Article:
Families, children and young people


Updated 21 March 2016

The practice is rated as good for the care of families, children and young people.

  • There were systems in place to identify and follow up children living in disadvantaged circumstances and who were at risk, for example, children and young people who had a high number of accident and emergency attendances. Immunisation rates were relatively high for all standard childhood immunisations.

  • Patients told us that children and young people were treated in an age-appropriate way and were recognised as individuals, and we saw evidence to confirm this.

  • The practice’s uptake for the cervical screening programme was 79% which was comparable to the national average of 82%.

  • A full range of sexual health and family planning services were offered by the practice.

  • Appointments were available outside of school hours and the premises were suitable for children and babies.

  • We saw good examples of joint working with midwives, health visitors and school nurses.

Older people


Updated 21 March 2016

The practice is rated as good for the care of older people. Nationally reported data showed that outcomes for patients were good for conditions commonly found in older people. The practice offered proactive, personalised care to meet the needs of the older people in its population and had a range of enhanced services, for example, in dementia and end of life care. It was responsive to the needs of older people, and offered home visits and rapid access appointments for those with enhanced needs.

The practice has implemented a ‘Tracker Team’ in June 2015, which consisted of a lead GP, a nurse and an administrator. The role of this team was to look after patients who are over 75 years old plus any other vulnerable adult patients. Each patient on this register had a care plan. The team put in place any necessary and appropriate services and maintained regular contact with both the patient and any carers until such time that the service was no longer required. Practice data from June to November 2015, suggested that emergency admissions in this age group had been reduced by 9%, compared to the same time period in the previous year. Practice data also suggested that since the tracker team, end of life wishes were more proactively being discussed with patients. 75% of patients in this age group had their wishes with regard to resuscitation recorded in their notes, compared to 38% the previous year.

The practice proactively highlighted other services which may be appropriate for this group. For example, during flu vaccination clinics, the Dorset Fire Service and the local Wayfinders (a signposting and support service for older people) are invited to also attend to give advice to patients.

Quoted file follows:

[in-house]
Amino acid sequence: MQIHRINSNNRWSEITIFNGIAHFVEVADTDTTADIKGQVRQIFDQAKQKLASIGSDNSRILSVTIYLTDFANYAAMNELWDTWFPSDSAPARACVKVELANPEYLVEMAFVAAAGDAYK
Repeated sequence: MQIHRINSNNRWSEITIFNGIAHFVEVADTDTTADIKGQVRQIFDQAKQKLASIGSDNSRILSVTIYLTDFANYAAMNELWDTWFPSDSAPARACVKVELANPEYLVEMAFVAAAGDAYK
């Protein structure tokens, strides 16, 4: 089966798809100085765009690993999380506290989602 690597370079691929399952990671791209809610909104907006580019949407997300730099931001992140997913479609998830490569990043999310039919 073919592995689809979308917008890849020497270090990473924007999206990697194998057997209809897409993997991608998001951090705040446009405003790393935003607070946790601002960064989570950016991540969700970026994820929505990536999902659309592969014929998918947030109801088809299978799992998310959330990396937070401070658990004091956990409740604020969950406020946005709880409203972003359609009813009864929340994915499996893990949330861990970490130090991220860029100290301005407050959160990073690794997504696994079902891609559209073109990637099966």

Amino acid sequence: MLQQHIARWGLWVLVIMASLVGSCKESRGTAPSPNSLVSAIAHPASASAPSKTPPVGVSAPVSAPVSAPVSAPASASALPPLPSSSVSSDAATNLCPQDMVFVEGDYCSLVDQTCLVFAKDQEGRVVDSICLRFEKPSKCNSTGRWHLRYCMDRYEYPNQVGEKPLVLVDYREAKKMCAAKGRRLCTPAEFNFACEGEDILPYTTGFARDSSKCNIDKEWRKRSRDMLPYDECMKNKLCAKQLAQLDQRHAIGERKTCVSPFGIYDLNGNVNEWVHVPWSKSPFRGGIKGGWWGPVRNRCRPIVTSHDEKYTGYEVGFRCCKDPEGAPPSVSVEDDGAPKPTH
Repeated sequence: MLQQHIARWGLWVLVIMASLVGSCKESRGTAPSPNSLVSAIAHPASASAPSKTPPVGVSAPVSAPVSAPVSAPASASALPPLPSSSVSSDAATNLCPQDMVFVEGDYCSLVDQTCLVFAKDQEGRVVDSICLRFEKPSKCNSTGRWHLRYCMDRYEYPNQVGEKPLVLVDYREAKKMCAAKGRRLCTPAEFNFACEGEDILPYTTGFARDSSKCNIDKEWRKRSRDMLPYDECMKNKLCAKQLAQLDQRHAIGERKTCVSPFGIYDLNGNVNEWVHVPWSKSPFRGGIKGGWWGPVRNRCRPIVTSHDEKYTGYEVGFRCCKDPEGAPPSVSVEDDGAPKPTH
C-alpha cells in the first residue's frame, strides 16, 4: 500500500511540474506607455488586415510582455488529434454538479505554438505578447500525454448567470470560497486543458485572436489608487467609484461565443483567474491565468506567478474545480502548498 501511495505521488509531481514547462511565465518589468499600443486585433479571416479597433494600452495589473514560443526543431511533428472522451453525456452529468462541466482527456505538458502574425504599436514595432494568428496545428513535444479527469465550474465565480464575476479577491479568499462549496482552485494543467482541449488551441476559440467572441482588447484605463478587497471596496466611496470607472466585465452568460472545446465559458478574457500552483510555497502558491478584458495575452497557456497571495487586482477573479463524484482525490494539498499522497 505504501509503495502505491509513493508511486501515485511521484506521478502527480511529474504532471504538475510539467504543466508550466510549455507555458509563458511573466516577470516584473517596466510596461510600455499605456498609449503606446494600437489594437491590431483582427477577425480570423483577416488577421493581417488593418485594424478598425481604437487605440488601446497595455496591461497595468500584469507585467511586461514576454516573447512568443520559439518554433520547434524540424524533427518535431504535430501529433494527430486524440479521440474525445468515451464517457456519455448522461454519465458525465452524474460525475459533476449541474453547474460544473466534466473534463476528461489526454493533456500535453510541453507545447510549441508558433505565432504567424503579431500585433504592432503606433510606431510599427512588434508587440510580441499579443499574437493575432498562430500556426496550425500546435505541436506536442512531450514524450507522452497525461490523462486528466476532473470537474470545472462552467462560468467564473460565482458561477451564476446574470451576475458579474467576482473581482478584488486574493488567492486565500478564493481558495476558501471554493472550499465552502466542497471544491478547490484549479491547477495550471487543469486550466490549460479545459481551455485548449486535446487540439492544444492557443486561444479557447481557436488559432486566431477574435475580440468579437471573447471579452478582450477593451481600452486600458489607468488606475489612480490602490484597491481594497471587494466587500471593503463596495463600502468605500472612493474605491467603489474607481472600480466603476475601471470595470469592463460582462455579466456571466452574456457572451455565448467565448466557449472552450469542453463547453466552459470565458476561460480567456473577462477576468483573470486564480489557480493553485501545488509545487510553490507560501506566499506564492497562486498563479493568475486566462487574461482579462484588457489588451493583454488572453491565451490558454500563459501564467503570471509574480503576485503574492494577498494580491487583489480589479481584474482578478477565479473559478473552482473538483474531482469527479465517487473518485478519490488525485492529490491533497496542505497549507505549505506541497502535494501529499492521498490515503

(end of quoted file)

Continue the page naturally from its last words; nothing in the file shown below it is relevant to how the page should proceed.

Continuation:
Working age people (including those recently retired and students)


Updated 21 March 2016

The practice is rated as good for the care of working-age people (including those recently retired and students).

  • The needs of the working age population, those recently retired and students had been identified and the practice had adjusted the services it offered to ensure these were accessible, flexible and offered continuity of care.

  • The practice was proactive in offering online services as well as a full range of health promotion and screening that reflects the needs for this age group.

People experiencing poor mental health (including people with dementia)


Updated 21 March 2016

The practice is rated as good for the care of people experiencing poor mental health (including people with dementia).

  • Overall performance for mental health related indicators was above the CCG and national average. The practice achieved 100%, compared to a CCG average of 92% and a national average of 88%.

  • The practice regularly worked with multi-disciplinary teams in the case management of patients experiencing poor mental health, including those with dementia.

  • It carried out advance care planning for patients with dementia.

  • The practice had told patients experiencing poor mental health about how to access various support groups and voluntary organisations.

  • There was a system in place to follow up patients who had attended accident and emergency where they may have been experiencing poor mental health.

  • Staff had a good understanding of how to support patients with mental health needs and dementia.

People whose circumstances may make them vulnerable


Updated 21 March 2016

The practice is rated as good for the care of people whose circumstances may make them vulnerable.

  • The practice held a register of patients living in vulnerable circumstances including homeless patients, travellers and those with a learning disability.

  • It offered longer appointments and annual reviews for patients with a learning disability.

  • The practice regularly worked with multi-disciplinary teams in the case management of vulnerable patients.

  • It had told vulnerable patients about how to access various support groups and voluntary organisations.

  • Staff knew how to recognise signs of abuse in vulnerable adults and children. Staff were aware of their responsibilities regarding information sharing, documentation of safeguarding concerns and how to contact relevant agencies in normal working hours and out of hours.

The practice had a ‘vulnerable adult’ nurse who worked alongside the doctors. The nurse monitored vulnerable patients on a recall system. The nurse maintained close contact with them and their carers to assess their needs and to get the right services in place for them. Any member of staff, including support staff who may notice changes in behaviour, was able to refer a patient to the nurse for an assessment and support.